I’m Sick, Now What?

When you have a job, you have sick leave. If you don’t feel good in the morning, you simply call in and take the day off.

But what if you have a huge client waiting for you? You’re doing a commercial shoot, have rented out space, props and models. And you have a crew from the company waiting for the images – today.

Or what if you’re shooting a wedding. You’ve had it booked for months, it’s a huge event with 250 in attendance, and the bride and groom are counting on you?

If you run your photography business long enough, its bound to happen. And if you are the only photographer – a sole business owner – it can be a difficult thing to face.

Know Your Limits

There’s a big difference between a cold with a few sniffles, and chest pains that land you in the hospital. With the job mentality, you may have called in sick when you felt a head cold coming on. But when you have a corporate client waiting at the shoot for you, you may have to load up your bag with cold medicine and push on.

One of our best weddings ever occurred when Andrew was the sole photographer – and his head cold turned into a full outbreak of the flu. With fever and chills hitting him throughout the day, he pushed through, focused intently on getting the best images possible, and came home for 48 hours under the covers.

Have Someone You Can Rely On

While some photographers are leery of other photographers, we welcomed our photography group. Because we knew and trusted a number of other photographers throughout our area, we wouldn’t hesitate to jump in for them, or have them jump in for us as needed.

When I was one week overdue with our daughter, Andrew had a wedding 90 miles away from home. While I wasn’t in labor when he walked out the door, we also knew we didn’t want him stuck at the wedding if the time came. One of our friends tagged along and became the second photographer for the day. We still had over a week to go, and Andrew would have made the wedding just fine. But it was nice to know we had friends willing to cover our backs.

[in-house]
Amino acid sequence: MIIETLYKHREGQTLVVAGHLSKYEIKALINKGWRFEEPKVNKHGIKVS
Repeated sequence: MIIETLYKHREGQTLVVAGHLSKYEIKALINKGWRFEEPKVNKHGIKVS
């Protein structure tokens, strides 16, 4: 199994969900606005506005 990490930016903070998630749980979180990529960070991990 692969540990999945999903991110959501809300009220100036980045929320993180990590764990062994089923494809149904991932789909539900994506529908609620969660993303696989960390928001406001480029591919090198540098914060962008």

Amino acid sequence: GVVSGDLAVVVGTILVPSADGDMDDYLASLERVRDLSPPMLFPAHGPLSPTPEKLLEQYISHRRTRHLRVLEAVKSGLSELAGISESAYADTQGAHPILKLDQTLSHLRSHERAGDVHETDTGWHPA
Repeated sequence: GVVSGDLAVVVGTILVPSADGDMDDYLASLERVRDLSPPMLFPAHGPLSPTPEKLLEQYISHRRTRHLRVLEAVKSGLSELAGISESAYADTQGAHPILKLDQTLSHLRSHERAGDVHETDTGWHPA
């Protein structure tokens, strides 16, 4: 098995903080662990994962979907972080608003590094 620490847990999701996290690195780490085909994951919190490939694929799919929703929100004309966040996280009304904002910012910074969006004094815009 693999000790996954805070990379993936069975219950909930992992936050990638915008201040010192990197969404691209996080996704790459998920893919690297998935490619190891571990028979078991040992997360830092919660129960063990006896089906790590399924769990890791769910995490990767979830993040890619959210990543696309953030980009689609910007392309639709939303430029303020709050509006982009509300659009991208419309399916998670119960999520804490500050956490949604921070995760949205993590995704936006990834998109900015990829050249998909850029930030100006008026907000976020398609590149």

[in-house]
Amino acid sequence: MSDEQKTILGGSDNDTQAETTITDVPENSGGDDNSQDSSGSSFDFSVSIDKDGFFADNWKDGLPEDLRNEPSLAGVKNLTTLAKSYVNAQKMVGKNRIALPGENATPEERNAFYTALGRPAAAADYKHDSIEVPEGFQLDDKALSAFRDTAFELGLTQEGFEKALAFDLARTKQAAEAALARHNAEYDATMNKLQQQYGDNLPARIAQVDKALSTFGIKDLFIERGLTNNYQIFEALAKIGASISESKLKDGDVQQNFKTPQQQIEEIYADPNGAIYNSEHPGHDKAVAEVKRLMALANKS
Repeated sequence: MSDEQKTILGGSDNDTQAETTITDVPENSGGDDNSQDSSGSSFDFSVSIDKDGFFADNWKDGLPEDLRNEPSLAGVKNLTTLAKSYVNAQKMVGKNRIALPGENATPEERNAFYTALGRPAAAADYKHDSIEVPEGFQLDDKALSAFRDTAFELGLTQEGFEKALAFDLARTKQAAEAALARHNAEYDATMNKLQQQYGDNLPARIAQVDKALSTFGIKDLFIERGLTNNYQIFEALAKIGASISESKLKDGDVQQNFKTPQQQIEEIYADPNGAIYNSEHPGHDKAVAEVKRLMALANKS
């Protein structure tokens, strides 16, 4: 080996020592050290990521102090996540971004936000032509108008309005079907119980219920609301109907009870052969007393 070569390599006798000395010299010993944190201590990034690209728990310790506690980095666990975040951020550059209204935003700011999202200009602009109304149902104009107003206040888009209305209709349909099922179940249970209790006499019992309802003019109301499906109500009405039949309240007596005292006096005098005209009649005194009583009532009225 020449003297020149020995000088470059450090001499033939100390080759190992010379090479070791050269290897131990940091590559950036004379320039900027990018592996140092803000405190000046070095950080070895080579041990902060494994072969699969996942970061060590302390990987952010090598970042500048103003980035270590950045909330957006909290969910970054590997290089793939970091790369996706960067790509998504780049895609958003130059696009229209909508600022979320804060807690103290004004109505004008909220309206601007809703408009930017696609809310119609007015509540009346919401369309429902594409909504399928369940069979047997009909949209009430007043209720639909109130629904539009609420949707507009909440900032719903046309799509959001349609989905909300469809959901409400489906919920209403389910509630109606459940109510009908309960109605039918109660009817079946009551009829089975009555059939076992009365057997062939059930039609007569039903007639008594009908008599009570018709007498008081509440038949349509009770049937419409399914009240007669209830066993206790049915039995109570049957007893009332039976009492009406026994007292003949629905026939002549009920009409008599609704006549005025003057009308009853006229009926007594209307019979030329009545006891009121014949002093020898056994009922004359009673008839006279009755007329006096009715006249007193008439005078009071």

Give Yourself Some Room

Whenever you set deadlines and make promises, give yourself some wiggle room.

If it normally takes a week to Photoshop, order, and finish production on an order, tell your clients it will be a two week turnaround. Then when the order is completed in one and you call your clients early, it will be a welcome surprise. This also gives you options if you are sick, have an emergency, or need to reorder because of errors.

Invest in Smart Technology

In today’s world, it’s hard to imagine life without our laptops, cell phones and tablets. While they help out every day of the week, you’ll especially appreciate them when you’re sick in bed. You may have a hard time sitting up at a desk, but spending 10 minutes checking email propped up on your pillow will put you and your clients at ease.

Plan In Advance

Don’t wait for the inevitable. Instead, work out a plan for the just in case scenario. Ask yourself a series of questions:

  • What would I do if I were sick for a day?
  • What would I do if I ended up in the hospital for a week?
  • What would I do if I had to take 6 weeks off?
  • What would I do if I broke my leg?

Questions like this can help you discover answers that are logical to your lifestyle. Maybe you need some production help. Maybe you need a second shooter. Maybe you need better insurance.

Then take action. Don’t push it to the back burner and tell yourself you’ll think about it later. If you take action now, you’ll be better prepared for if and when something happens in the future.

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